An agency’s decision to award a contract as an 8(a) sole source is a “business decision” for which the agency has broad discretion–and a potential protester challenging the agency’s use of that discretion will have an uphill battle.
In a recent bid protest decision, the GAO confirmed that government officials are presumed to act in good faith, and that the presumption extends to the decision to award an 8(a) sole source contract instead of competing the work in question.
The year is flying by. Believe it or not, Thanksgiving is next week. While my colleagues and I prepare to overdose on turkey and stuffing (and my personal Thanksgiving favorite–copious amounts of pie), our focus today is on the top stories that made government contracting headlines this week.
In this edition of SmallGovCon Week In Review, all nine bid protests filed against the TRICARE award were denied, the FAR Council proposes a rule to clarify how Contracting Officers are to award 8(a) sole source contracts in excess of $22 million, Set-Aside ALERT offers an in depth look at HUBZone set-asides in 2016, the Obama Administration’s government contracting Executive Orders may be reversed by President-Elect Trump, and much more.
The 8(a) Program regulations will undergo some significant changes as part of the major final rule recently released by the SBA, and effective August 24, 2016.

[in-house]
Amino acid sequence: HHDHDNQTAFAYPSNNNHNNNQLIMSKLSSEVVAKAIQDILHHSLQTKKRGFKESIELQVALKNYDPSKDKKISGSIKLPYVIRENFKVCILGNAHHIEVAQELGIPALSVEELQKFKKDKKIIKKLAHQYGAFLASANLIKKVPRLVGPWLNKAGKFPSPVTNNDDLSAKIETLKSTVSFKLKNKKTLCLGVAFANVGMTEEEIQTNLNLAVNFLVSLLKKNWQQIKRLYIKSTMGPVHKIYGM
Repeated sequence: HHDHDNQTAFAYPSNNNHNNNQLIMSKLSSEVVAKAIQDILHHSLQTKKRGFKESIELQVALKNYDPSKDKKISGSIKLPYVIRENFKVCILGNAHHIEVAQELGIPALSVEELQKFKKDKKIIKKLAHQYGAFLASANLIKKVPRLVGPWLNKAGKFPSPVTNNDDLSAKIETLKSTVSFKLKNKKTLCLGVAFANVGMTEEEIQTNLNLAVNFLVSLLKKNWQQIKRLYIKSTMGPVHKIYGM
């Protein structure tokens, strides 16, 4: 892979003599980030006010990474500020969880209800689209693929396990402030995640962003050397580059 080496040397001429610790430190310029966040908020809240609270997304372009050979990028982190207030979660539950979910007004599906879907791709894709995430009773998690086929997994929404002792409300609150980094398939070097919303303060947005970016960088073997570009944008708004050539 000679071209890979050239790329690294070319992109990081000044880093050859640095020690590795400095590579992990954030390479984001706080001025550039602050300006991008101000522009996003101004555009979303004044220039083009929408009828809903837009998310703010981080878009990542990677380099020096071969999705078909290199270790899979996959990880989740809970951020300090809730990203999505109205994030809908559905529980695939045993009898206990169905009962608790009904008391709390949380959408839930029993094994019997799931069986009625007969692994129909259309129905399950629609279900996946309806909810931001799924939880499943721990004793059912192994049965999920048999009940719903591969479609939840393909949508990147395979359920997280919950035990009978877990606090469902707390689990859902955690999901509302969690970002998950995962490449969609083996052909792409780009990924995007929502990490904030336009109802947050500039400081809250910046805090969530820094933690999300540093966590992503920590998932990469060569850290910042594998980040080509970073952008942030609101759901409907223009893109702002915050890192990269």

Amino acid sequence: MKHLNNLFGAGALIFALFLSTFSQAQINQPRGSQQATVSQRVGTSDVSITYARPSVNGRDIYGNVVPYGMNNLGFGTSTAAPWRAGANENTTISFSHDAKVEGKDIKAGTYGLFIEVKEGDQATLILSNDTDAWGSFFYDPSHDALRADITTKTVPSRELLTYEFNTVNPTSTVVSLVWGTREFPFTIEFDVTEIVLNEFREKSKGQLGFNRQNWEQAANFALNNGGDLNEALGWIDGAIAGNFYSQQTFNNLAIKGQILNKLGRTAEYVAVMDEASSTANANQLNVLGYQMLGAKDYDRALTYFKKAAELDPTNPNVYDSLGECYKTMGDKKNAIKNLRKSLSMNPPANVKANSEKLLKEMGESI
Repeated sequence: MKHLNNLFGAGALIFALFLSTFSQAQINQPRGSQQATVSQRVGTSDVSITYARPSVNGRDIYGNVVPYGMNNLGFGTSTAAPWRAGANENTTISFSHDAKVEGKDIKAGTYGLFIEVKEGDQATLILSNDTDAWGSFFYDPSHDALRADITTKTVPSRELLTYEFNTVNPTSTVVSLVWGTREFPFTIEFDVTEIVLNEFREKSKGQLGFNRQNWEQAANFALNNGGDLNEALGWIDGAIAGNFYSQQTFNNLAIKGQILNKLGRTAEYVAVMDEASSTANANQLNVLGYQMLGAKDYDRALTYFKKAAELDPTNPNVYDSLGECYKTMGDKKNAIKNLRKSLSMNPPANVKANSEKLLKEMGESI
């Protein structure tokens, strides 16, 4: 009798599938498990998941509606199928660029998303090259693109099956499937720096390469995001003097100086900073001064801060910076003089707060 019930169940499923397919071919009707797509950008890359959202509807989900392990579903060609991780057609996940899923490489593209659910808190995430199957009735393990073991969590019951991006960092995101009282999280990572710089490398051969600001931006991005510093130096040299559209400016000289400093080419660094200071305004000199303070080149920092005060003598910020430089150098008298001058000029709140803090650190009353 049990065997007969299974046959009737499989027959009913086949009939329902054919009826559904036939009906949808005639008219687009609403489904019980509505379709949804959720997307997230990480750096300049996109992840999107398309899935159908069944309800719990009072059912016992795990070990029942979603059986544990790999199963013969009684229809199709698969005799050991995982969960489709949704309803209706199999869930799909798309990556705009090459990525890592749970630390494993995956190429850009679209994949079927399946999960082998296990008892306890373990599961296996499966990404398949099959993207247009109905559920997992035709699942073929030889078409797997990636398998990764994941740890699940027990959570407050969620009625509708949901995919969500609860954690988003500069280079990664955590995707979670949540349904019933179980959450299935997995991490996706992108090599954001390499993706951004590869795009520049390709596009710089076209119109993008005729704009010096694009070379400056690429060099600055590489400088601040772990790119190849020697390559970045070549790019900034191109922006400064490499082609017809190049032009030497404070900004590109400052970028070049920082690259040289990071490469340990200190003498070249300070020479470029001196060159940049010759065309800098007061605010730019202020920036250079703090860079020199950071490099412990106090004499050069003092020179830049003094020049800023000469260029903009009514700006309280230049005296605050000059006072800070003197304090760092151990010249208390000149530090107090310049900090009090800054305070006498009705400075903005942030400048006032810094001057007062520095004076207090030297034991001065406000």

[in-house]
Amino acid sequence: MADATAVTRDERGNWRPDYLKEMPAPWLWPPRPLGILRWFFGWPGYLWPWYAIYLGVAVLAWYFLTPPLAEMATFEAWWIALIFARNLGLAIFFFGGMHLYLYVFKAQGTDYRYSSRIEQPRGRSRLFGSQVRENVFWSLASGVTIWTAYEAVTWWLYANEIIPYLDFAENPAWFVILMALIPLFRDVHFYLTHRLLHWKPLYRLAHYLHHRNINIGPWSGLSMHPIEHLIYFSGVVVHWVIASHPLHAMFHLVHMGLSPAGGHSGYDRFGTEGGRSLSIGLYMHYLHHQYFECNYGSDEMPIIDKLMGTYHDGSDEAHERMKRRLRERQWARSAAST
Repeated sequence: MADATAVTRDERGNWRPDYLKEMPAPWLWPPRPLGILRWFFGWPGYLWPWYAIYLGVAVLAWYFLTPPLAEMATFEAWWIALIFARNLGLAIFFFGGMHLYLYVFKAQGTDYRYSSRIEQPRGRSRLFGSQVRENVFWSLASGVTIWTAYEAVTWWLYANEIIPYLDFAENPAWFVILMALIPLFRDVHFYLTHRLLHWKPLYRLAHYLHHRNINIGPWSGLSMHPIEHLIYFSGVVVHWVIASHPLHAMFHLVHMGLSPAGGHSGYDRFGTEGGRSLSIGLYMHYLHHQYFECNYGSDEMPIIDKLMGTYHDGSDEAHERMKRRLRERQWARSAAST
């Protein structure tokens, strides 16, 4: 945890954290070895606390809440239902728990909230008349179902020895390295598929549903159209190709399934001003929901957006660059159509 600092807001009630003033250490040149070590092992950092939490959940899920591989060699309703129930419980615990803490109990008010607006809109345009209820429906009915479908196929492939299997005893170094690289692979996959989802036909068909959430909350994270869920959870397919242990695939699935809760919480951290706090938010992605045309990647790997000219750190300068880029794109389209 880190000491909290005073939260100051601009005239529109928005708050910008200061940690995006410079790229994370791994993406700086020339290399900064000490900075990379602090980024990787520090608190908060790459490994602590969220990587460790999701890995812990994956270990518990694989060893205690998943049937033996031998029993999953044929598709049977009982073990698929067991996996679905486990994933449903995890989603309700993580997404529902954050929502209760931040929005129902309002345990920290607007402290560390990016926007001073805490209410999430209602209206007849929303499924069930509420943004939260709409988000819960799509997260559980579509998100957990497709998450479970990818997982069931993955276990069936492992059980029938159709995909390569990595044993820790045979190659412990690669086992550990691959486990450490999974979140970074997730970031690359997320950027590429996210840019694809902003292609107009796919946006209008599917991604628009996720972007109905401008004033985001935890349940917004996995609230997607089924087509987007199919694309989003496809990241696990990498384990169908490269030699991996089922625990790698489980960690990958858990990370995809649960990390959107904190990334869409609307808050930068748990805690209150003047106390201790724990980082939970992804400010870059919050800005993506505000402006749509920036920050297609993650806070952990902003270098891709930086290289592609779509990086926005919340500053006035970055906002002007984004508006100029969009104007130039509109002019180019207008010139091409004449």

Here at SmallGovCon, we’ve already covered big changes to the SDVOSB Program and HUBZone Program brought about by the new SBA rule. But the 8(a) program is affected by the new rule too, and important changes involving eligibility, the application process, sole source awards, NHOs, and more will kick in later this month.
The number of 8(a) sole source contracts over $20 million awarded by the DoD has been “steadily declining since 2011,” when a new requirement was adopted requiring agencies to prepare written justifications of such awards.
According to a recent GAO report, such awards have dropped more than 86% compared to the period before the justification requirement took effect. The report states that much of the work that was previously awarded on a sole source basis has now been competed.
8(a) joint ventures are not 8(a) program participants, according to a recent (and commonsense) decision of the SBA Office of Hearings and Appeals.
In its decision, SBA rejected a joint venture’s argument that its 8(a) joint venture agreement was essentially an 8(a) program application, drawing a jurisdictional decision between 8(a) program certification and 8(a) joint venture agreement approval.
While an eleventh hour agreement avoided the “fiscal cliff,” it did not fully resolve potential spending cuts. The agreement delayed the sequester, but its impacts are still being felt by contractors, particularly by small businesses. These entities are at the end of the planning process, and delaying a resolution only prolongs uncertainty.
For Native contractors, there is little to be happy about, and much that raises significant concerns. The consequences of the uncertainty in the federal contracting environment caused by the still looming possibility of sequestration, coupled with the enormously harmful effects of Section 811 of the National Defense Authorization Act for FY2010 (“NDAA”), are painting a potentially very dreary picture for these companies and the communities they serve.